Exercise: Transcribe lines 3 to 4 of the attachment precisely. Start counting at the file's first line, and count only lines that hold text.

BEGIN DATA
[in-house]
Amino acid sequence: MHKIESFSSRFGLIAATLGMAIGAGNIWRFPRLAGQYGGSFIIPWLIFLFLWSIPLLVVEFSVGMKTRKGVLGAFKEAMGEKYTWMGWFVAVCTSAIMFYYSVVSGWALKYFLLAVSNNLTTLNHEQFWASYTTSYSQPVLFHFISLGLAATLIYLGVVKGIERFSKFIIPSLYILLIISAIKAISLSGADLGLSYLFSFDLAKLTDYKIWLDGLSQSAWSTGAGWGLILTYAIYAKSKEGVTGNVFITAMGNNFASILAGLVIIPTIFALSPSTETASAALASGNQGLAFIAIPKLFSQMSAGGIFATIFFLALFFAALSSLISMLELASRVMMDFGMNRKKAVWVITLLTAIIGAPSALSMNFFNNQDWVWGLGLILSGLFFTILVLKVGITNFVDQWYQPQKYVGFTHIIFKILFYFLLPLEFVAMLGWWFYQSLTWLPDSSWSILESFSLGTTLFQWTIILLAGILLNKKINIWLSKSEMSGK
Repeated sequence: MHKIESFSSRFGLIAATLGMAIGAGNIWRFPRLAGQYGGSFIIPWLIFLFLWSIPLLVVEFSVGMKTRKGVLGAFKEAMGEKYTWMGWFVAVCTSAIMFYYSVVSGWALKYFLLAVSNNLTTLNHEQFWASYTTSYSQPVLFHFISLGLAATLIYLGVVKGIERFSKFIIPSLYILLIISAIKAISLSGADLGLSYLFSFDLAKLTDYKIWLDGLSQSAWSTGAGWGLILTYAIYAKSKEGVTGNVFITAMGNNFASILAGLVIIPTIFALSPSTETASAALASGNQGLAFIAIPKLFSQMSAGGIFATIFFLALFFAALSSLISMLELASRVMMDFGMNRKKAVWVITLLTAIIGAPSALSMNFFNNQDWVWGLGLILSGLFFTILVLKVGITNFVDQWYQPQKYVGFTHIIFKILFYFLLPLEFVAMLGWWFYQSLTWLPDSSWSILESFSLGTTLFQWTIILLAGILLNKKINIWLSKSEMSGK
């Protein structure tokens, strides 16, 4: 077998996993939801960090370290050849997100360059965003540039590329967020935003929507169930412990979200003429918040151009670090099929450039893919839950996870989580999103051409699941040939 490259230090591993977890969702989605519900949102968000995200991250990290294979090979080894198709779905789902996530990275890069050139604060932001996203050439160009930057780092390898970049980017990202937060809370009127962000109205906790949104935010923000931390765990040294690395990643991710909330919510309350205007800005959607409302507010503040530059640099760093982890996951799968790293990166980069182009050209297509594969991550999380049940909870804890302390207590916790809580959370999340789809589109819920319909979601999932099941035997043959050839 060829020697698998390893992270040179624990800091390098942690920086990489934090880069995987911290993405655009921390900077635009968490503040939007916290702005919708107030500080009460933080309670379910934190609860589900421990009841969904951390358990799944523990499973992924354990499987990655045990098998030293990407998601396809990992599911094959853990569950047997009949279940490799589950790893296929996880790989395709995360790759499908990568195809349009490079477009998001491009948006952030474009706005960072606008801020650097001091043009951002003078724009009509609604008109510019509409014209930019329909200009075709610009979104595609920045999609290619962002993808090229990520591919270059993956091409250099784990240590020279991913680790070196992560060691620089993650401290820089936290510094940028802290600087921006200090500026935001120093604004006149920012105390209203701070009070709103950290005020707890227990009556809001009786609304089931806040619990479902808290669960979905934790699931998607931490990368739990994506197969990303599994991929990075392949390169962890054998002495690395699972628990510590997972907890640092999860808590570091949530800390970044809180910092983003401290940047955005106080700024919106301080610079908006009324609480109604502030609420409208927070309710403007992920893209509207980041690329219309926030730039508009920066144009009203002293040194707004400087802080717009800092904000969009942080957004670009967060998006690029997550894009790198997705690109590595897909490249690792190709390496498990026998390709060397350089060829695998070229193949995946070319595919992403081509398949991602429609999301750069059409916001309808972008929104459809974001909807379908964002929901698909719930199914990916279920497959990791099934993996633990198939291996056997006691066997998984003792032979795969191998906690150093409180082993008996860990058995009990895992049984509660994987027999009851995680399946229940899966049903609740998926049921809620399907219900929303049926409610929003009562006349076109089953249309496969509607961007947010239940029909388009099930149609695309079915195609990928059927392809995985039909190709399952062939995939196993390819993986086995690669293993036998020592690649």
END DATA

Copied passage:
Repeated sequence: MHKIESFSSRFGLIAATLGMAIGAGNIWRFPRLAGQYGGSFIIPWLIFLFLWSIPLLVVEFSVGMKTRKGVLGAFKEAMGEKYTWMGWFVAVCTSAIMFYYSVVSGWALKYFLLAVSNNLTTLNHEQFWASYTTSYSQPVLFHFISLGLAATLIYLGVVKGIERFSKFIIPSLYILLIISAIKAISLSGADLGLSYLFSFDLAKLTDYKIWLDGLSQSAWSTGAGWGLILTYAIYAKSKEGVTGNVFITAMGNNFASILAGLVIIPTIFALSPSTETASAALASGNQGLAFIAIPKLFSQMSAGGIFATIFFLALFFAALSSLISMLELASRVMMDFGMNRKKAVWVITLLTAIIGAPSALSMNFFNNQDWVWGLGLILSGLFFTILVLKVGITNFVDQWYQPQKYVGFTHIIFKILFYFLLPLEFVAMLGWWFYQSLTWLPDSSWSILESFSLGTTLFQWTIILLAGILLNKKINIWLSKSEMSGK
């Protein structure tokens, strides 16, 4: 077998996993939801960090370290050849997100360059965003540039590329967020935003929507169930412990979200003429918040151009670090099929450039893919839950996870989580999103051409699941040939 490259230090591993977890969702989605519900949102968000995200991250990290294979090979080894198709779905789902996530990275890069050139604060932001996203050439160009930057780092390898970049980017990202937060809370009127962000109205906790949104935010923000931390765990040294690395990643991710909330919510309350205007800005959607409302507010503040530059640099760093982890996951799968790293990166980069182009050209297509594969991550999380049940909870804890302390207590916790809580959370999340789809589109819920319909979601999932099941035997043959050839 060829020697698998390893992270040179624990800091390098942690920086990489934090880069995987911290993405655009921390900077635009968490503040939007916290702005919708107030500080009460933080309670379910934190609860589900421990009841969904951390358990799944523990499973992924354990499987990655045990098998030293990407998601396809990992599911094959853990569950047997009949279940490799589950790893296929996880790989395709995360790759499908990568195809349009490079477009998001491009948006952030474009706005960072606008801020650097001091043009951002003078724009009509609604008109510019509409014209930019329909200009075709610009979104595609920045999609290619962002993808090229990520591919270059993956091409250099784990240590020279991913680790070196992560060691620089993650401290820089936290510094940028802290600087921006200090500026935001120093604004006149920012105390209203701070009070709103950290005020707890227990009556809001009786609304089931806040619990479902808290669960979905934790699931998607931490990368739990994506197969990303599994991929990075392949390169962890054998002495690395699972628990510590997972907890640092999860808590570091949530800390970044809180910092983003401290940047955005106080700024919106301080610079908006009324609480109604502030609420409208927070309710403007992920893209509207980041690329219309926030730039508009920066144009009203002293040194707004400087802080717009800092904000969009942080957004670009967060998006690029997550894009790198997705690109590595897909490249690792190709390496498990026998390709060397350089060829695998070229193949995946070319595919992403081509398949991602429609999301750069059409916001309808972008929104459809974001909807379908964002929901698909719930199914990916279920497959990791099934993996633990198939291996056997006691066997998984003792032979795969191998906690150093409180082993008996860990058995009990895992049984509660994987027999009851995680399946229940899966049903609740998926049921809620399907219900929303049926409610929003009562006349076109089953249309496969509607961007947010239940029909388009099930149609695309079915195609990928059927392809995985039909190709399952062939995939196993390819993986086995690669293993036998020592690649």